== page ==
The Art of Media Warfare

By Fernando Buen Abad Domínguez – Nov 20, 2021

We must ensure that any coup attempt, destabilizing, demoralizing or manipulative action – economic, military or financial – financed by the CIA or its planetary network of accomplices, is immediately reversed and returns to them like a boomerang that explodes in their faces

Let us put the dispute for meaning on the agenda of all our struggles. We must go deeper in the grassroots debate about its means and ways, the agenda of the communicational war (monopolistic and global) but we must develop methods of deepening and argumentation far removed from the hegemonic logic and pedagogy infiltrated in what we understand by communication and by war. It is neither about communication in its generic bourgeois use (almost platonic), nor is it about conventional war. This is where the challenge begins.

In more than one sense, the first skirmishes of a semiotic guerrilla war must take place in our own heads. It is necessary to extract the bourgeois ideological devices that force us to think about communication as it suits the enemy. We must rid ourselves of the ideological subtleties of foolish skepticism – and Superman individualism – from which no one is safe (with due exceptions), given that the vast majority of us have lived exposed, 24 hours a day and for decades, to radiation from the bourgeois ideological Chernobyl in the mass media.

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We must get out of our heads any petulance that leads us to believe that we know it all, and that we are common sense experts in media management. This has produced an untold amount of confusion, chaos and wasted time, as a result of the assumption that there are geniuses who are naturals in manipulating the masses. Betting on the charisma formula in addressing the multitudes. A messianic ideology.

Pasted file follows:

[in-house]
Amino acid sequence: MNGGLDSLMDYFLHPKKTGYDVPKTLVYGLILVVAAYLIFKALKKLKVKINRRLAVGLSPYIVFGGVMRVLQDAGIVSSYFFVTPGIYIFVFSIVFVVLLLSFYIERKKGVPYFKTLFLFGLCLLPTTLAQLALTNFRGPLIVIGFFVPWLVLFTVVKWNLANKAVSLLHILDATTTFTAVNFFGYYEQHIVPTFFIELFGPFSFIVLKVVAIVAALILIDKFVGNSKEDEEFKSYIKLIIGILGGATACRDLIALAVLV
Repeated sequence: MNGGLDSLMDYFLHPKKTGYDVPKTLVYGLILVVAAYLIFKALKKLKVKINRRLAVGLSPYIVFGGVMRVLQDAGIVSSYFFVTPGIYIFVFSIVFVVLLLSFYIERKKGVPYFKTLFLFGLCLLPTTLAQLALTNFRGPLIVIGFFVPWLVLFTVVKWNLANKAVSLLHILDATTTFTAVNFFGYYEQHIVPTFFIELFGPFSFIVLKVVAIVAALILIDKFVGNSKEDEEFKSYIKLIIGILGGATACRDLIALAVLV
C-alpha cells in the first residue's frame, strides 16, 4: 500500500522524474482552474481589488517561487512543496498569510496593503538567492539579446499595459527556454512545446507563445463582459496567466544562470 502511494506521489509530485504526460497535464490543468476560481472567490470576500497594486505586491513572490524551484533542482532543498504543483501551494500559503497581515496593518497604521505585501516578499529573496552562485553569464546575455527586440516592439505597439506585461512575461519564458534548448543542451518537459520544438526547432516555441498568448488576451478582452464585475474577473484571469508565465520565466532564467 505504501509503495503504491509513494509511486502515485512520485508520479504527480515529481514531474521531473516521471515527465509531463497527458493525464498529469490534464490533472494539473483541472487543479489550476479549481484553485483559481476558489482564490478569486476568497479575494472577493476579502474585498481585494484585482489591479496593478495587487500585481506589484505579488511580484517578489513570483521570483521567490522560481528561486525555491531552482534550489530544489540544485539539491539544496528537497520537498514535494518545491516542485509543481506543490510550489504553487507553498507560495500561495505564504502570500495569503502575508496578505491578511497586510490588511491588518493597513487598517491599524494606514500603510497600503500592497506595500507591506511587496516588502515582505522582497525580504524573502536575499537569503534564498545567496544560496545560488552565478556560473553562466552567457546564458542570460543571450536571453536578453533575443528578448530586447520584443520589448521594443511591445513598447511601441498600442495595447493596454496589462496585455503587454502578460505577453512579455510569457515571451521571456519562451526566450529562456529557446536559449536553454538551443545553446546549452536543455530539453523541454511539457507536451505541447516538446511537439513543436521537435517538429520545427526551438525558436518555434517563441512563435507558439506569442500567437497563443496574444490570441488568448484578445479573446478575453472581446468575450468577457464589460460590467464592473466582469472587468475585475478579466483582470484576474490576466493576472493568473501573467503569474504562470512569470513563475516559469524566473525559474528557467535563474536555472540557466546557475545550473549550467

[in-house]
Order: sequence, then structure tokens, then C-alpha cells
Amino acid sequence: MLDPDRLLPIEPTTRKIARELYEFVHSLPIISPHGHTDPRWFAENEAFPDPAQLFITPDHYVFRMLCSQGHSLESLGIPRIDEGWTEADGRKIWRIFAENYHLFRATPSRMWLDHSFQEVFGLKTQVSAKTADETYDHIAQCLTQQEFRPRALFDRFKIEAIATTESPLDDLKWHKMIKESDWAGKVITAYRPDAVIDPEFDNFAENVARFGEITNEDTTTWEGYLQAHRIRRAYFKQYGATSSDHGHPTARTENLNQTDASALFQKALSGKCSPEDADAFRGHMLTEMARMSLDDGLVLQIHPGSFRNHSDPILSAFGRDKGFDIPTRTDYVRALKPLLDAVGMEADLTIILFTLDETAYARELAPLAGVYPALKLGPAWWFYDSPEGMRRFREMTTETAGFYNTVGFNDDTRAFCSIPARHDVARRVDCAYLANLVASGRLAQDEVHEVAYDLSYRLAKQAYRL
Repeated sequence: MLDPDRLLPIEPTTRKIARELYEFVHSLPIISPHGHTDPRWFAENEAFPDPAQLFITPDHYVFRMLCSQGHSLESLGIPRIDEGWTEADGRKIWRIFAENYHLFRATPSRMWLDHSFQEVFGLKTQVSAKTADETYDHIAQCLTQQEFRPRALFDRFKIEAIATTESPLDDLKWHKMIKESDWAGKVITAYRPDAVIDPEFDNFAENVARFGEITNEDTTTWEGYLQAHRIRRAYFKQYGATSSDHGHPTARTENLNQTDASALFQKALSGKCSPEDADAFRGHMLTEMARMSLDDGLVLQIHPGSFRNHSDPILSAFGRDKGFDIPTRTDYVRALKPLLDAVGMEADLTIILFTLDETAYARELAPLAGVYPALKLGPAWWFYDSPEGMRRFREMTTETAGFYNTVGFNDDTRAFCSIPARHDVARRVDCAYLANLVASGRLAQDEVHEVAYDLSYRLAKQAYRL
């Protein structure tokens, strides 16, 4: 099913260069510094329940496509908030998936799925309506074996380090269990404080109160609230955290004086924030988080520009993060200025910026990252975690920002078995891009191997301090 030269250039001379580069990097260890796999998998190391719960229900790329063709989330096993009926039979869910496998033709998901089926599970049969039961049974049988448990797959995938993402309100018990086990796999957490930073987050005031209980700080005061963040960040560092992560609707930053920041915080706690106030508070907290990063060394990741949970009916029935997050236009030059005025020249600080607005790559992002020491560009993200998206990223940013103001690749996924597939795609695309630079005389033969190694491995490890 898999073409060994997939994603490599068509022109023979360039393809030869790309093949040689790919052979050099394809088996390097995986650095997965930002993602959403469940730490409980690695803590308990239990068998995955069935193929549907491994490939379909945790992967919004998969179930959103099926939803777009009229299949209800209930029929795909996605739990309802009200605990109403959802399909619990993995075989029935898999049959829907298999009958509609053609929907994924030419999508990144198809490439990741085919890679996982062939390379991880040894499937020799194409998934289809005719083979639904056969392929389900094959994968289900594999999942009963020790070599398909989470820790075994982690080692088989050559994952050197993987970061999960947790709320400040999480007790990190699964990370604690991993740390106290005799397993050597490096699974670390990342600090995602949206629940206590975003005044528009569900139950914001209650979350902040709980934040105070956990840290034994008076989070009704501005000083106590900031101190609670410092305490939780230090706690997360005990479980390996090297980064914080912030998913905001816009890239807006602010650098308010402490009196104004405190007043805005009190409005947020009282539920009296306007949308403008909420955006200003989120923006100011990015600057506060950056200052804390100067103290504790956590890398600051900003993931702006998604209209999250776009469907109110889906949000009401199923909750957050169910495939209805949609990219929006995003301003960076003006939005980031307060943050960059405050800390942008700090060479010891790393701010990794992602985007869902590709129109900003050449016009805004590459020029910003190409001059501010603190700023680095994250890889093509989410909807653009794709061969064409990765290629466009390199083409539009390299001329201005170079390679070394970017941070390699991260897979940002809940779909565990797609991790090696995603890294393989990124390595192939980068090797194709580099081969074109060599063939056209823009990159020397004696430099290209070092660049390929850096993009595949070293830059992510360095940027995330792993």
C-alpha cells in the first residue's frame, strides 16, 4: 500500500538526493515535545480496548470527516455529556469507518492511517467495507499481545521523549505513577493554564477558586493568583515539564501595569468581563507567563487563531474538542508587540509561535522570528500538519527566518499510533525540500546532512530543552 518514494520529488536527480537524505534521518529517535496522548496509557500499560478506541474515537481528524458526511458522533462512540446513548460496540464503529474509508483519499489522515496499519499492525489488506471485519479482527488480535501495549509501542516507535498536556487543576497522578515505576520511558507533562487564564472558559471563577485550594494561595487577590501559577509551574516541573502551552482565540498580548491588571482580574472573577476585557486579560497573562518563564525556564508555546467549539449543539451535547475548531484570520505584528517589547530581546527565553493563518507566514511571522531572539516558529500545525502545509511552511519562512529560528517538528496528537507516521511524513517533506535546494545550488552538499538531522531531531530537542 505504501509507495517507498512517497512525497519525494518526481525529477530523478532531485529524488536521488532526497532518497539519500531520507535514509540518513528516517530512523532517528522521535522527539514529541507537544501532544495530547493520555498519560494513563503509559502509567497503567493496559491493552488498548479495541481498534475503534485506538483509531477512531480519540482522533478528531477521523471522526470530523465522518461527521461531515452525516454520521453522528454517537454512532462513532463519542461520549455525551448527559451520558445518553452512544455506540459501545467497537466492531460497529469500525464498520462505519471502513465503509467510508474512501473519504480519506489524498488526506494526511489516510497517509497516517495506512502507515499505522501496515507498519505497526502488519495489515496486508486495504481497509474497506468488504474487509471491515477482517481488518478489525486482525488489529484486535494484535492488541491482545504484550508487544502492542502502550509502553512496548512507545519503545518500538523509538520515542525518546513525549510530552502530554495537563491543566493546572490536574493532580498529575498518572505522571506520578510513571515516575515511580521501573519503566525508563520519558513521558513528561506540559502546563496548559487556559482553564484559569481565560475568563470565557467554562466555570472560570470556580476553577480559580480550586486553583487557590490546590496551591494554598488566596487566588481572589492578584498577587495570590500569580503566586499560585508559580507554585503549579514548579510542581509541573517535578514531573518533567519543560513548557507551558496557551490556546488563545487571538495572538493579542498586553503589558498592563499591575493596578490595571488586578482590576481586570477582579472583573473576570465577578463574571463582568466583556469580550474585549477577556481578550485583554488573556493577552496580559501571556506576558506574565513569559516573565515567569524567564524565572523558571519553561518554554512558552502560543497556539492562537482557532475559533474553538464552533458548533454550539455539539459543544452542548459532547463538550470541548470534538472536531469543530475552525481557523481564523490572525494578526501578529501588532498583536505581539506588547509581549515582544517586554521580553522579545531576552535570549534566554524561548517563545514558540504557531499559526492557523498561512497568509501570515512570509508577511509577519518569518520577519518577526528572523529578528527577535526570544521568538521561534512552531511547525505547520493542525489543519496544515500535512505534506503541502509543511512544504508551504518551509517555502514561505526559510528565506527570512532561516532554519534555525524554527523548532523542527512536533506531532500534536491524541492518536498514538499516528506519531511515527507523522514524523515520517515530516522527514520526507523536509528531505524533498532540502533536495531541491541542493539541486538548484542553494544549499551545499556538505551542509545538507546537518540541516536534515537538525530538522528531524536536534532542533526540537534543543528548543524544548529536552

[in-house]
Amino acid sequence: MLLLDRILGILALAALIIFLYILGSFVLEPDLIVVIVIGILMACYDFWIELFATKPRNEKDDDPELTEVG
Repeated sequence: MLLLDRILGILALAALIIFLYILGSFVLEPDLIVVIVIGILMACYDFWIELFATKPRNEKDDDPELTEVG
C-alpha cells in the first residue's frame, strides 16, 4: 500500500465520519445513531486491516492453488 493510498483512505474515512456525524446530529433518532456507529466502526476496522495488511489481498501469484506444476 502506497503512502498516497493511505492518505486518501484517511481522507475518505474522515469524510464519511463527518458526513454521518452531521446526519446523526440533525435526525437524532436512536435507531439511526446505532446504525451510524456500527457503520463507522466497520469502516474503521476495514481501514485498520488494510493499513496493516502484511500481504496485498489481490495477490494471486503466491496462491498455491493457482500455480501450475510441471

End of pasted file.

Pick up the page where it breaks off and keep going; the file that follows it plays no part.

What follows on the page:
Neither its logic, or its aesthetics, can be imitated. It cannot be assumed that by copying their artifices, we will achieve the successes they have. The key lies not in copying them but in fighting them, defeating them from the very heart of their semantic, syntactic and pragmatic contradictions, with our feet planted firmly in the soul of the class struggle and concrete battles, where these are manifested most sharply. They attack us with seductions of all kinds; they attack us with argumentative missiles disguised as slogans; they attack us with enormous repertoires of temptations and luxuries under the cloak of an ideologized aesthetic around commodities and the accumulation of wealth at any cost. Their technological and ideological arsenal has created the semantic spheres of consumption, and moreover, as they attack us by seducing us, they strengthen their arsenals and their fields of meaning, which are nothing more than concentration camps full of kidnapped consciences.